Review: Dan Stevens gives ‘The Guest’ its psychotic, thrilling charm


A Venn diagram of “Downton Abbey” watchers and lovers of ‘80s-era exploitation cinema might not show a big overlap, yet one of the many pleasures of director Adam Wingard’s tough, fun thriller “The Guest” is seeing Matthew Crawley — er, British actor Dan Stevens — serve up a mesmerizing star turn of psycho charm.

Crafted as a dirty-sexy-funny homage to the vise-grip corkers that marked John Carpenter’s and James Cameron’s indie heyday, “The Guest” stars Stevens as a mysterious blue-eyed drifter-soldier who appears at the house of the grieving Peterson family as a consoling combat-mate of their dead son.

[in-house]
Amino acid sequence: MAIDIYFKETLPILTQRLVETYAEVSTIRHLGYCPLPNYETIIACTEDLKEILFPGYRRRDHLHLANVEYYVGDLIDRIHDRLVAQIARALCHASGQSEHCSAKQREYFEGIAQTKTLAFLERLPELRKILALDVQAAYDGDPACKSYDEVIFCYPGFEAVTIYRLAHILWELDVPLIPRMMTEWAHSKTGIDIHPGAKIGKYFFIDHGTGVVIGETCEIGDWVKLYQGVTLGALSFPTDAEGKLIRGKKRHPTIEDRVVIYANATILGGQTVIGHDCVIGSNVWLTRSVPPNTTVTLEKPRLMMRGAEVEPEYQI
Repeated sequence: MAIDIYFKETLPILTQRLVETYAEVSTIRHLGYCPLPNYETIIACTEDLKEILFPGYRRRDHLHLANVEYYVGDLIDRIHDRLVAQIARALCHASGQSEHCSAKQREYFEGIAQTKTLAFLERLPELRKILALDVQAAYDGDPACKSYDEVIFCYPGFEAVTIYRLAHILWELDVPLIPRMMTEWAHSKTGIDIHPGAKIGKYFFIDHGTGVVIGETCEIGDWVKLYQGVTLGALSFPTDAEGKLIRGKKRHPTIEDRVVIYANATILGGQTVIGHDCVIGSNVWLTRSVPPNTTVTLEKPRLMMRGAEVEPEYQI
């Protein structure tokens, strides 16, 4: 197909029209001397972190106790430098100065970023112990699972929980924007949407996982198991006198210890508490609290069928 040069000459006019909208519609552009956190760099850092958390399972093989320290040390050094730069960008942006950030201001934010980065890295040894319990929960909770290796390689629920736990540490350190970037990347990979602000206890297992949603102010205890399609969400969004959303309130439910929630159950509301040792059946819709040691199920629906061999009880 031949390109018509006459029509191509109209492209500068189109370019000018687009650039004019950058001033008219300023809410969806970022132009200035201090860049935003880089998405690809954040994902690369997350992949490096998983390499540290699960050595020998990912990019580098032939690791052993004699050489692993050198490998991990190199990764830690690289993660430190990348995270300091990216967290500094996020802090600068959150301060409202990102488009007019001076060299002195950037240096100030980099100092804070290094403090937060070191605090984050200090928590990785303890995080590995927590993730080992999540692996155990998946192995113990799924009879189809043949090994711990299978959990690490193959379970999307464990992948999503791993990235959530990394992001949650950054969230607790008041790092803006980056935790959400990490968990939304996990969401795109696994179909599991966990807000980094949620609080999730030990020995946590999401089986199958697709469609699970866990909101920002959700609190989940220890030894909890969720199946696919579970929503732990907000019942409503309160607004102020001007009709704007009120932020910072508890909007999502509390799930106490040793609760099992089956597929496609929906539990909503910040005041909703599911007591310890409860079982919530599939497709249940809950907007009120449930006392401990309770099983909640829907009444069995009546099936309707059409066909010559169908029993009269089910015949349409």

His methods of ingratiation, however — including defense training for their bullied son Luke (Brendan Meyer) and bad-boyfriend counseling for teenage daughter Anna (Maika Monroe) — go hand-in-hand with some suspiciously violent activity. It sparks Anna to investigate his past, with perilous results for their small town.


Wingard and writer Simon Barrett showed cheeky genre chops with last year’s slasher romp “You’re Next,” and here, they tighten the screws further on their mix of black humor and disreputable thrills, dealing dumb, smart and even sneakily political in all the right places. (The pulsating wall of vintage synth is a hoot, too.)

But it’s Stevens, as the all-American cover-model mercenary both friendly and fatal, who gives “The Guest” its literally killer personality. Someone needs to find out whether he can sing and dance, too.